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Increasingly present on the labour market, women also contribute to the rise of unionism in Quebec in the 1960s. On the photo, several among them attend a conference
Women attending a conference
Employees at their workstations at the Fédération des Unions régionales des caisses Desjardins du Québec in 1968
Women working at the counter of the Caisse populaire de Charlesbourg in the Québec region in the early 1970s. On the photo, they are responding to needs expressed by users
Women working at the counter of the Caisse populaire de Charlesbourg in the Québec region in the early 1970s
A large number of women work in the textile and clothing industries in the 1960s.This is a picture of a seamstress at work at Confection Johanne, a clothing company in Louiseville in Mauricie
Women working in the textile and clothing industries in the 1960s

Women Storm the Labour Market

Women on the Job Market: an Old Phenomenon

Women have always been an abundant labour force that employers could easily draw upon. During the industrialization of the 19th century, young girls and women worked mainly in textile, clothing, tobacco and shoe factories for wages half those of men. Their delicate agile fingers were in particular demand among manufacturers such as matchstick producers. Their services were also required in the services sector in full development at the end of the 19th century (office work and department stores).During the two world wars, in plants and offices women took over the jobs of men gone off to war. As in the past, they were paid less than the men. By participating full bore in the war effort, women seriously shook up the yokes of tradition and chauvinism.

Women's Work Condemned

As was the case after the First World War, many thought that women would don their aprons and return to their stoves after the Second World War ended. Such was not the case. On the contrary, more and more women entered the job market. The church and organizations such as the Confédération des travailleurs catholiques du Canada (CTCC), the Ligue ouvrière catholique (LOC) and the Jeunesse ouvrière catholique (JOC) condemned this new state of affairs. They viewed women at work as a danger to the family, and more particularly its head, the father. In their eyes, the work world contributed to diverting the woman from the role that God has assigned her.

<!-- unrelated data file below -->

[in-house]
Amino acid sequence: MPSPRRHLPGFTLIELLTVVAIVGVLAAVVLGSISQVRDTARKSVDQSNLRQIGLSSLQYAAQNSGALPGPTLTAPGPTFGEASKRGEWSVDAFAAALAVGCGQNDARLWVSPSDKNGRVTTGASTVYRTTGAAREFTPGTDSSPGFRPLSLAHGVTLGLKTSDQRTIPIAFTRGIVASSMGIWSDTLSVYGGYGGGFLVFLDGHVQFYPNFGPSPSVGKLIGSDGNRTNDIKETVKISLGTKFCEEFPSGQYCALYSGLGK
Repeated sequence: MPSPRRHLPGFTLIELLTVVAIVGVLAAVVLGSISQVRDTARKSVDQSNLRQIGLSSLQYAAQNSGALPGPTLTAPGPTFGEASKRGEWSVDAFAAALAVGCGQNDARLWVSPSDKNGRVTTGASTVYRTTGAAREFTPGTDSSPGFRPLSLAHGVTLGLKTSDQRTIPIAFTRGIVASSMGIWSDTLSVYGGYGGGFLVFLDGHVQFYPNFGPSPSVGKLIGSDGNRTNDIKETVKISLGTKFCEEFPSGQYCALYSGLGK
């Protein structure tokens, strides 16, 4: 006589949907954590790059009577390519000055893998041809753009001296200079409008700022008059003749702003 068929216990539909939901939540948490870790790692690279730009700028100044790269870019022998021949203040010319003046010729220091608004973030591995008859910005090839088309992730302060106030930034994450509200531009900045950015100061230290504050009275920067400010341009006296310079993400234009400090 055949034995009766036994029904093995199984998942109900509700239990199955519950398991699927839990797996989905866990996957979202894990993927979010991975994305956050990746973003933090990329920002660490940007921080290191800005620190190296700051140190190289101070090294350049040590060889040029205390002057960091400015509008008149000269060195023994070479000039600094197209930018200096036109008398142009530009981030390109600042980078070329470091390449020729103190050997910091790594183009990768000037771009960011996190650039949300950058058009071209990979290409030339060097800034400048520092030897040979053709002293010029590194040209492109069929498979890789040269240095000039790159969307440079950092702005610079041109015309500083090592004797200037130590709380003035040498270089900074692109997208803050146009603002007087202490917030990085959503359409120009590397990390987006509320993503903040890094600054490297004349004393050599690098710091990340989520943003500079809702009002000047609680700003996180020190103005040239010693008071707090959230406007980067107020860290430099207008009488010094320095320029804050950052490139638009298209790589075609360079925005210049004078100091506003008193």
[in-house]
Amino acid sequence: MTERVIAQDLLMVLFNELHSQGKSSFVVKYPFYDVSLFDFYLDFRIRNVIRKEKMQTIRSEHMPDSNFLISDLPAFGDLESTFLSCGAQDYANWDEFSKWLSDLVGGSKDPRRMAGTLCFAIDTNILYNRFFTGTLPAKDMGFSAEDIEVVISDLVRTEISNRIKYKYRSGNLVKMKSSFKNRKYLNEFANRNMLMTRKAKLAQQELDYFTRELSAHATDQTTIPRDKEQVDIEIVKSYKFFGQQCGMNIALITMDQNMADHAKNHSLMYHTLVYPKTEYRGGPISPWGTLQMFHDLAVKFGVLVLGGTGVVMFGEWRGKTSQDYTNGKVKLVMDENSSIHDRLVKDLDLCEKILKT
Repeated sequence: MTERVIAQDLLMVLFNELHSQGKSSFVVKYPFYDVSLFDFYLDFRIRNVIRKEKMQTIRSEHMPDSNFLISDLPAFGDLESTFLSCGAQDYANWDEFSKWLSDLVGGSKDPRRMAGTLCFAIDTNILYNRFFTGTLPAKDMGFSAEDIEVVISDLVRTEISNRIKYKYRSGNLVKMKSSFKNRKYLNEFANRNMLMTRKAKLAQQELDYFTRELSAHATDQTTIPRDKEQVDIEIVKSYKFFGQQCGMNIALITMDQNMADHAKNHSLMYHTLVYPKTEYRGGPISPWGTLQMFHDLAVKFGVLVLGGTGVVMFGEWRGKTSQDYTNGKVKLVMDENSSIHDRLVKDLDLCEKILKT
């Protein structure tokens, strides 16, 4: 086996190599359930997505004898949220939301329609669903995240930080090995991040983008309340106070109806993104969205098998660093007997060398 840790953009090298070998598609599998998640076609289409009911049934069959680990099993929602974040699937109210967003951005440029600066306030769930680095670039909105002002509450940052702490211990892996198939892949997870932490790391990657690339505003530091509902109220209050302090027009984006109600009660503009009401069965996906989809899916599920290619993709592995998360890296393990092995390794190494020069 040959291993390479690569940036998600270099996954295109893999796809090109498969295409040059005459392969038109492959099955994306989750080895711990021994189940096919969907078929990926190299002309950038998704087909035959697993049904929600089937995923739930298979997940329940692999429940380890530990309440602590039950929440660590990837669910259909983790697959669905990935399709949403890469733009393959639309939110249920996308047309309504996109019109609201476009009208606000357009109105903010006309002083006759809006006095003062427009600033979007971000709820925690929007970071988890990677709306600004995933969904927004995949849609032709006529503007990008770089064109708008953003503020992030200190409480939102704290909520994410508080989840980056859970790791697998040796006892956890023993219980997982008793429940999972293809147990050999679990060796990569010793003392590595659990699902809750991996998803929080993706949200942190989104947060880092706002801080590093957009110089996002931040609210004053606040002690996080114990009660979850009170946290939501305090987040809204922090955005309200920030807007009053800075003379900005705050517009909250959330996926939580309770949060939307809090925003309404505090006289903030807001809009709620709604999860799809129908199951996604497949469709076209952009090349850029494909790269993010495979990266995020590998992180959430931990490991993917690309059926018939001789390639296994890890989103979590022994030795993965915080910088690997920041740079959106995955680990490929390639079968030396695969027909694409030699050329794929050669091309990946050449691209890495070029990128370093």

Women, Work and the Quiet Revolution

Women entered the job market in even greater numbers during the Quiet Revolution, so much so that their numbers were three times greater in 1971 than 30 years earlier (see Figure). Increasingly, many among them were married women. From 8% in 1941, the proportion of the female workforce rose to 49% in 1971.The phenomenon was not exclusive to Quebec; it was observed elsewhere in the Western World. For historian Eric J. Hobsbawm, the massive entry of married women on the job market and easier access to higher studies for girls were at the origin of the renewal of feminist movements in the 1960s.

Women on the Job Market

Women on the Job Market

Women on the Job Market
Year Number of Women
1941 260 000
1951 340 000
1961 480 000
1971 750 000

Source: Francine Barry, Le travail de la femme au Québec. L'évolution de 1940 à 1970, Montréal, Les Presses de l'Université du Québec, 1977, p. ?.

Women's Revolution and Work

Several descriptors have been used to describe the 20th century. Some view it as the century of wars and massacres, the most violent of all. Others remember the remarkable progress made in science and communications. The 20th century was also the century of women, of their emancipation and coming of age. This revolution was the result of work, and of the place that women were able to carve out for themselves in a universe primarily reserved for men.

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